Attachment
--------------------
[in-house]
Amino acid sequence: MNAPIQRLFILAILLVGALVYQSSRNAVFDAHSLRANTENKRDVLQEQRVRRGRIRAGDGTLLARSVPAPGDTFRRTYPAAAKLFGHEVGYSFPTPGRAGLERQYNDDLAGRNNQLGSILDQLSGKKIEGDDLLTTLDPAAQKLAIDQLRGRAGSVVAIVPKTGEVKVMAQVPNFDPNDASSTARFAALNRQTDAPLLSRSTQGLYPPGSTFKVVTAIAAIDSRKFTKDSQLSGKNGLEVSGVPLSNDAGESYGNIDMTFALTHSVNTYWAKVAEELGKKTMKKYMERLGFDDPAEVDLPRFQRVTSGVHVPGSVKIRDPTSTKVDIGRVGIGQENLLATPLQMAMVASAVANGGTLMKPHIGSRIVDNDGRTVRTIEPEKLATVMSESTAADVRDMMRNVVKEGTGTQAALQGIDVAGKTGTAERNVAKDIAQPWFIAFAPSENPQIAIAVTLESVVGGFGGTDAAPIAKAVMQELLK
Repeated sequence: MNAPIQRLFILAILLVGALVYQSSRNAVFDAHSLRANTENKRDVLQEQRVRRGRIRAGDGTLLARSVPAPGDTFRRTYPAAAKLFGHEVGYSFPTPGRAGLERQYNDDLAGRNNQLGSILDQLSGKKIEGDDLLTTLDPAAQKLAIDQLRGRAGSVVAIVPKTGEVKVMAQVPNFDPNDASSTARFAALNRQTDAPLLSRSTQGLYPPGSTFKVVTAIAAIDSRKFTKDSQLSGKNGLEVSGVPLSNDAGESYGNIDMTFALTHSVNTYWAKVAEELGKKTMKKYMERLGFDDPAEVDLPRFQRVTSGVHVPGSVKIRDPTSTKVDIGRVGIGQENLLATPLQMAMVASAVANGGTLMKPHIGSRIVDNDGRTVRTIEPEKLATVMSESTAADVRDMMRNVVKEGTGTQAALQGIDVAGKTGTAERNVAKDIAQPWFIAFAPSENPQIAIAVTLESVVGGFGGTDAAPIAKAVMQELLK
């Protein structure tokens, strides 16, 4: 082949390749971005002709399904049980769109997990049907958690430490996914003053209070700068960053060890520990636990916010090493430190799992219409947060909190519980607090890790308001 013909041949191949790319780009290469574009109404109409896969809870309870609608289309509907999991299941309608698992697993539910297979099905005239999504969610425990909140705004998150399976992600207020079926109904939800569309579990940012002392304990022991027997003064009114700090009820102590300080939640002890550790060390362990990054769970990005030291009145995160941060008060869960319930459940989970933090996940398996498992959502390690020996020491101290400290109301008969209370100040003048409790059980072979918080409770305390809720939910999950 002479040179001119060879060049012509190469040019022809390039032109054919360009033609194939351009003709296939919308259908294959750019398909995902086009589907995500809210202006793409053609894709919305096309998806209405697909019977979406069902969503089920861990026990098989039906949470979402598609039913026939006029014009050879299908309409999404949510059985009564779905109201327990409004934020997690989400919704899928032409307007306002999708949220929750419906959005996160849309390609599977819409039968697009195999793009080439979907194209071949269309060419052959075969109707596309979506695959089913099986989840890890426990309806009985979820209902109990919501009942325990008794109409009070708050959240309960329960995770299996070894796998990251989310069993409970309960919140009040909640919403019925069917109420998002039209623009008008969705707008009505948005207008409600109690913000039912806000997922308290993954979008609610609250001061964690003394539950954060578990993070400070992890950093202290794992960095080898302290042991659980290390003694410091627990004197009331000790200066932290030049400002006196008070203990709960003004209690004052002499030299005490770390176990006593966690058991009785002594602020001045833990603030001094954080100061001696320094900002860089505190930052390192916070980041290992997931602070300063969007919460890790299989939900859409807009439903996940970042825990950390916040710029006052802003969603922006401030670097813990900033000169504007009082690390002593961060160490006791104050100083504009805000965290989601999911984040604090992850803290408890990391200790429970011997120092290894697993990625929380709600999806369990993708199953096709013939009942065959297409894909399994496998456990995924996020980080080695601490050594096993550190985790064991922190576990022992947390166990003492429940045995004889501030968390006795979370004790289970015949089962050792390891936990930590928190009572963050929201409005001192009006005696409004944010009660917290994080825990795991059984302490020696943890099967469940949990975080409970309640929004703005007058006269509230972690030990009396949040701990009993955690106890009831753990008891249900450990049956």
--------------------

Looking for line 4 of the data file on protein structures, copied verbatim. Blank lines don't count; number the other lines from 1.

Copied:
């Protein structure tokens, strides 16, 4: 082949390749971005002709399904049980769109997990049907958690430490996914003053209070700068960053060890520990636990916010090493430190799992219409947060909190519980607090890790308001 013909041949191949790319780009290469574009109404109409896969809870309870609608289309509907999991299941309608698992697993539910297979099905005239999504969610425990909140705004998150399976992600207020079926109904939800569309579990940012002392304990022991027997003064009114700090009820102590300080939640002890550790060390362990990054769970990005030291009145995160941060008060869960319930459940989970933090996940398996498992959502390690020996020491101290400290109301008969209370100040003048409790059980072979918080409770305390809720939910999950 002479040179001119060879060049012509190469040019022809390039032109054919360009033609194939351009003709296939919308259908294959750019398909995902086009589907995500809210202006793409053609894709919305096309998806209405697909019977979406069902969503089920861990026990098989039906949470979402598609039913026939006029014009050879299908309409999404949510059985009564779905109201327990409004934020997690989400919704899928032409307007306002999708949220929750419906959005996160849309390609599977819409039968697009195999793009080439979907194209071949269309060419052959075969109707596309979506695959089913099986989840890890426990309806009985979820209902109990919501009942325990008794109409009070708050959240309960329960995770299996070894796998990251989310069993409970309960919140009040909640919403019925069917109420998002039209623009008008969705707008009505948005207008409600109690913000039912806000997922308290993954979008609610609250001061964690003394539950954060578990993070400070992890950093202290794992960095080898302290042991659980290390003694410091627990004197009331000790200066932290030049400002006196008070203990709960003004209690004052002499030299005490770390176990006593966690058991009785002594602020001045833990603030001094954080100061001696320094900002860089505190930052390192916070980041290992997931602070300063969007919460890790299989939900859409807009439903996940970042825990950390916040710029006052802003969603922006401030670097813990900033000169504007009082690390002593961060160490006791104050100083504009805000965290989601999911984040604090992850803290408890990391200790429970011997120092290894697993990625929380709600999806369990993708199953096709013939009942065959297409894909399994496998456990995924996020980080080695601490050594096993550190985790064991922190576990022992947390166990003492429940045995004889501030968390006795979370004790289970015949089962050792390891936990930590928190009572963050929201409005001192009006005696409004944010009660917290994080825990795991059984302490020696943890099967469940949990975080409970309640929004703005007058006269509230972690030990009396949040701990009993955690106890009831753990008891249900450990049956």